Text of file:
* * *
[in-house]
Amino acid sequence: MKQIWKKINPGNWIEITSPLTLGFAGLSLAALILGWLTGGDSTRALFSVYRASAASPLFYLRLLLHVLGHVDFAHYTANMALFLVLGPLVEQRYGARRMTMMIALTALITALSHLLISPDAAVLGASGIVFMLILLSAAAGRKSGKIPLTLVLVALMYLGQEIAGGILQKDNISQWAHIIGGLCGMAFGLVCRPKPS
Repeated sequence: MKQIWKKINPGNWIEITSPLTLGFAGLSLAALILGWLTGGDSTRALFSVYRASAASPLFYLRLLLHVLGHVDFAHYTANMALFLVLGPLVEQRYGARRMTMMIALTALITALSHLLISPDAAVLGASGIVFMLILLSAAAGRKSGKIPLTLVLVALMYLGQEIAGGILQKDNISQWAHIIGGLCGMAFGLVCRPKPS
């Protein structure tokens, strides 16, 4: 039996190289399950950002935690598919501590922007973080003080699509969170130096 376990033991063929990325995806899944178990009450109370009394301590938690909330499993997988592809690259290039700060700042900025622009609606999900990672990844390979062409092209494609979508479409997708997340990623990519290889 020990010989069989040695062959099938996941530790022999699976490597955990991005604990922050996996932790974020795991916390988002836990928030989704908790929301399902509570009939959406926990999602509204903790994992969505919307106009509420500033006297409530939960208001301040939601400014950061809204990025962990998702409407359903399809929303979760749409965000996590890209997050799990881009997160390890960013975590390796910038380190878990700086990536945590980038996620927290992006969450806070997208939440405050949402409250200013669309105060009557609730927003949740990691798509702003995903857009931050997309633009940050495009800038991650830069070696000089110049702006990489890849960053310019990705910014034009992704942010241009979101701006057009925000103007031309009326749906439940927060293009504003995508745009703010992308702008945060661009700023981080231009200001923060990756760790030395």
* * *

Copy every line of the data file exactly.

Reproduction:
[in-house]
Amino acid sequence: MKQIWKKINPGNWIEITSPLTLGFAGLSLAALILGWLTGGDSTRALFSVYRASAASPLFYLRLLLHVLGHVDFAHYTANMALFLVLGPLVEQRYGARRMTMMIALTALITALSHLLISPDAAVLGASGIVFMLILLSAAAGRKSGKIPLTLVLVALMYLGQEIAGGILQKDNISQWAHIIGGLCGMAFGLVCRPKPS
Repeated sequence: MKQIWKKINPGNWIEITSPLTLGFAGLSLAALILGWLTGGDSTRALFSVYRASAASPLFYLRLLLHVLGHVDFAHYTANMALFLVLGPLVEQRYGARRMTMMIALTALITALSHLLISPDAAVLGASGIVFMLILLSAAAGRKSGKIPLTLVLVALMYLGQEIAGGILQKDNISQWAHIIGGLCGMAFGLVCRPKPS
């Protein structure tokens, strides 16, 4: 039996190289399950950002935690598919501590922007973080003080699509969170130096 376990033991063929990325995806899944178990009450109370009394301590938690909330499993997988592809690259290039700060700042900025622009609606999900990672990844390979062409092209494609979508479409997708997340990623990519290889 020990010989069989040695062959099938996941530790022999699976490597955990991005604990922050996996932790974020795991916390988002836990928030989704908790929301399902509570009939959406926990999602509204903790994992969505919307106009509420500033006297409530939960208001301040939601400014950061809204990025962990998702409407359903399809929303979760749409965000996590890209997050799990881009997160390890960013975590390796910038380190878990700086990536945590980038996620927290992006969450806070997208939440405050949402409250200013669309105060009557609730927003949740990691798509702003995903857009931050997309633009940050495009800038991650830069070696000089110049702006990489890849960053310019990705910014034009992704942010241009979101701006057009925000103007031309009326749906439940927060293009504003995508745009703010992308702008945060661009700023981080231009200001923060990756760790030395």